TOPO CEO Spotlights CX, Brand Power, Data & People At Summit 2019
- Written by Klaudia Tirico
- Published in Industry Insights
TOPO’s annual Summit brought hundreds of sales and marketing professionals to San Francisco’s Pier 27 for two days of learning around topics such as marketing ops and tech, sales development and effectiveness, as well as account-based marketing and sales ops and tech. TOPO analysts and practitioners from companies such as Cloudera, ServiceNow, Zoom and more took the stage on April 17-18 to share their insights into the latest trends and best practices fueling modern B2B marketing and sales practices.
During his opening keynote, TOPO Founder and CEO Scott Albro put the spotlight on five big ideas his analyst and consulting team believe will make an impact on sales and marketing practices in 2019 and beyond. These themes really set the stage for the rest of the show:
- Customer experience;
- Go-to-market fit;
- B2B brand power;
- The data paradox; and
- People, ideas and technology.
CX Is The Key Differentiator In Today’s Economy
Customer experience is what sets companies apart in this day and age, Albro said. It is the key differentiator because commoditization has changed everything. The abundance of products and information at the hands of buyers is greater than ever before. With more than 7,000 martech vendors on Scott Brinker’s new “Supergraphic” and millions of results on Google when you search for “martech,” the abundance is undeniable.
“The reason this commoditizes a market is because the buyer thinks they have all these options and we’re starting to live in a world with commoditized products,” said Albro. “So, you have to focus on the customer experience — not just for customer support, but also for marketing, sales development, sales and marketing ops, etc.”
To deliver a world-class customer experience, Albro pointed to five key attributes to focus on:
- Relevant — “Design an experience that’s relevant to a specific customer or segment,” he said. “Experience is different from A accounts to C accounts.”
- Responsive — “Buyers think B2B vendors are way too slow because they’re thinking in a consumer mindset,” said Albro. “We need our CX to be responsive, fast, easy.”
- Predictable — “Buyers hate surprises in a B2B world. You want to deliver a CX that’s expected.”
- High value — “Focus on delivering value to customers in the sales cycle. They want a high-value experience… even from SDRs,” Albro continued.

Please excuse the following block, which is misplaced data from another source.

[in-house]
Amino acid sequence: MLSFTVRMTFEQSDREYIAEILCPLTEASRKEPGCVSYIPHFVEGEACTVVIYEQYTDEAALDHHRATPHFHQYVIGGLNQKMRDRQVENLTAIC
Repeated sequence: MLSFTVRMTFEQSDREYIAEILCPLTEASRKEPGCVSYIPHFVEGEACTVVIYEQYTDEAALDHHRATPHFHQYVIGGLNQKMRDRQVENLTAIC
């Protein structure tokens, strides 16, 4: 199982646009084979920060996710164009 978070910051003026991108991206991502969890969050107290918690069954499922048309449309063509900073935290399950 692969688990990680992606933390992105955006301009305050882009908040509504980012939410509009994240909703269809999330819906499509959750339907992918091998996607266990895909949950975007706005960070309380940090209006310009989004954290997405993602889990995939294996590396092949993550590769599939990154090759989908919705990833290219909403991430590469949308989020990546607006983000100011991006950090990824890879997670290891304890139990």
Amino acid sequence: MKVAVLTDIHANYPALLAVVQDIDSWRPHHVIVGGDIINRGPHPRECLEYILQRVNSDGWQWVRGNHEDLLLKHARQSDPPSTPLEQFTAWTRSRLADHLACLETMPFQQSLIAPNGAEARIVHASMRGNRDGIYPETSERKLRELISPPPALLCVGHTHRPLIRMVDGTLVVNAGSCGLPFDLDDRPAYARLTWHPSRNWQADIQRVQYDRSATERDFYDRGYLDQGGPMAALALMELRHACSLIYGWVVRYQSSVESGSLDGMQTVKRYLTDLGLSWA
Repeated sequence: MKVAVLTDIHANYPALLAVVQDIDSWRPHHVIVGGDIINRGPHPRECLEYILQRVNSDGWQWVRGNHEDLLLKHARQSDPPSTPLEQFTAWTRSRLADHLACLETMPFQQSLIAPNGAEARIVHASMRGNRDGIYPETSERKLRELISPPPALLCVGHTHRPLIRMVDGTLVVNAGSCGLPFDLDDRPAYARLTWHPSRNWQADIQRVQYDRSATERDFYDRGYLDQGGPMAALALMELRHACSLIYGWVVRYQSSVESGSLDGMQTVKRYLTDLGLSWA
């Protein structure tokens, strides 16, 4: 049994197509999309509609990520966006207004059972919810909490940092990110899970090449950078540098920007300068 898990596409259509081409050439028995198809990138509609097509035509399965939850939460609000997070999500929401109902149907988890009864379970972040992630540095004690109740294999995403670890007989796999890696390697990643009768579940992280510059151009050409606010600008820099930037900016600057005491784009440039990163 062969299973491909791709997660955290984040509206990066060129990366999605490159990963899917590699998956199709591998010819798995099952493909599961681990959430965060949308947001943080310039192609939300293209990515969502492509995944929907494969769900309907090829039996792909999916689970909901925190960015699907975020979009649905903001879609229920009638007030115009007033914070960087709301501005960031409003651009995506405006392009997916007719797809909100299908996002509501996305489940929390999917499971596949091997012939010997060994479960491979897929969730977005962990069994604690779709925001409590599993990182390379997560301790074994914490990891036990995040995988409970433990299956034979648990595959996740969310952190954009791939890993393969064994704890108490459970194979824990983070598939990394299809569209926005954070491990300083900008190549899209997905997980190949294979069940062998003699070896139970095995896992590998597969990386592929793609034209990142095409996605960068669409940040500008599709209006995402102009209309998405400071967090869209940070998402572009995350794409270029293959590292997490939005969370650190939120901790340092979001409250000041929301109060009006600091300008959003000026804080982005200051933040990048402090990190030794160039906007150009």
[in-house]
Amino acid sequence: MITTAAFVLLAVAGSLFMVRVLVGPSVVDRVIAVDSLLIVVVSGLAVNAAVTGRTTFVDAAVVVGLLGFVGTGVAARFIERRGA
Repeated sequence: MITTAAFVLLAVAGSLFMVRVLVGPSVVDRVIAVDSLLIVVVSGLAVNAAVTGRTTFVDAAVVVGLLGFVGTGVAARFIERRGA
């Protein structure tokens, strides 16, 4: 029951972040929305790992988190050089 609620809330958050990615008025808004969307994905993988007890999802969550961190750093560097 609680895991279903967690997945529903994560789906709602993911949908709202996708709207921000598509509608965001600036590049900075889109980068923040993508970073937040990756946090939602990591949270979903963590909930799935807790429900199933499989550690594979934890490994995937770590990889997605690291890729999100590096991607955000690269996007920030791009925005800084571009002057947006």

- Guided — “How do we take our buyer or customer from status quo to some type of new state? And how do we do that in a way so that the buyer knows we’re proactively managing it?”
Finding Go-To-Market Fit Is The Foundation Of Revenue Growth
Most B2B marketing organizations have their tactics down; they’ve secured the right tech stack and made a lot of correct tactical decisions, according to Albro. But many still lack the right foundation or go-to-market strategy.
He said there are two ways to think about this:
- Focusing on being primarily “volume and velocity” focused similar to a traditional, inbound demand generation-type model; or
- Focusing on being account-based.
Albro said that in order to gauge which axis you fall under, you need to think about what your target market looks like. “One question you might ask is are there hundreds of thousands of customers in my market? Or are there hundreds of customers in our market?” he said. “We have clients that have both. RingCentral segmented their market, but they used to only care about the 30M businesses in North America. That was their target market. That’s a volume and velocity model.
“We also have a client and their target market was the eighth largest consumer package goods companies in the world. That’s it, eight companies. You can’t do volume and velocity there, [or else] you’ll wait a long time for a lead to come in there. So, they’re account-based.”
Albro also noted that if you’re selling to, say, 30 million businesses at $10 a month, it must be easy for them to buy and use — that’s volume and velocity. But if you’re selling a $20 million deal to one major company, that’s more complex because you will spend a lot of money and time marketing and selling that.
“There are big differences in these go-to-market models and it’s important to understand which one your dominant go-to-market strategy is,” said Albro. “You do need to identify your dominant go-to-market strategy, but you also need to make sure you’re willing to potentially borrow from the other strategy and create a hybrid model. You have to be aware of what we call the ‘either or’ trap.”